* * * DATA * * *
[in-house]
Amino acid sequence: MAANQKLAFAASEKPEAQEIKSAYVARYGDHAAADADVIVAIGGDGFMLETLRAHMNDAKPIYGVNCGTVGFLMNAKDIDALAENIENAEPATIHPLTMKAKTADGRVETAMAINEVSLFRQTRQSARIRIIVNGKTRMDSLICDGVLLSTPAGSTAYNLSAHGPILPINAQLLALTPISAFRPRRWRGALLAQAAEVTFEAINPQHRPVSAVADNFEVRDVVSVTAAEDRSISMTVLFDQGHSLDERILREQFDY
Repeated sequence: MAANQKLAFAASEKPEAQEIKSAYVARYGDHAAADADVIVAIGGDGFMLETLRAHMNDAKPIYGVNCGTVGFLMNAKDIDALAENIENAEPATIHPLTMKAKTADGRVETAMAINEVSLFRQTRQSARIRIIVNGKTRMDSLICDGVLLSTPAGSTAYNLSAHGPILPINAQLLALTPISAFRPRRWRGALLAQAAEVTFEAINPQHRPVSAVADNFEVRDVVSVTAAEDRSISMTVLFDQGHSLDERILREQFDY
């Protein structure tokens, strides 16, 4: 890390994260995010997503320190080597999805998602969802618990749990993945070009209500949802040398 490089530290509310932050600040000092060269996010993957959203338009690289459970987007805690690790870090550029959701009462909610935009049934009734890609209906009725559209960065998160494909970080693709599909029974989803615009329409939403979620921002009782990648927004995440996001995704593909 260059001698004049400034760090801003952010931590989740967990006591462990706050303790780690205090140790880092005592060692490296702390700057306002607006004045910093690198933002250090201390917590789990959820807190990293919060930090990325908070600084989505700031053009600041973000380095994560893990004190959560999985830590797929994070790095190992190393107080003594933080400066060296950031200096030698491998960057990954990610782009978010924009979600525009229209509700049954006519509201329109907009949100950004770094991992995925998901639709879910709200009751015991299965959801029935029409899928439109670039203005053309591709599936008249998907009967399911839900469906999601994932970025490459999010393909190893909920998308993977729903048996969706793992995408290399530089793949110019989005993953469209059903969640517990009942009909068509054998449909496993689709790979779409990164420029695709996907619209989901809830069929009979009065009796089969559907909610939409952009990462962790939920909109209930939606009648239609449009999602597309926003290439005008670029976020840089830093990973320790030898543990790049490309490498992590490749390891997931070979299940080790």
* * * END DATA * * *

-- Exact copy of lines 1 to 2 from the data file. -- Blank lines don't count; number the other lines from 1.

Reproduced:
[in-house]
Amino acid sequence: MAANQKLAFAASEKPEAQEIKSAYVARYGDHAAADADVIVAIGGDGFMLETLRAHMNDAKPIYGVNCGTVGFLMNAKDIDALAENIENAEPATIHPLTMKAKTADGRVETAMAINEVSLFRQTRQSARIRIIVNGKTRMDSLICDGVLLSTPAGSTAYNLSAHGPILPINAQLLALTPISAFRPRRWRGALLAQAAEVTFEAINPQHRPVSAVADNFEVRDVVSVTAAEDRSISMTVLFDQGHSLDERILREQFDY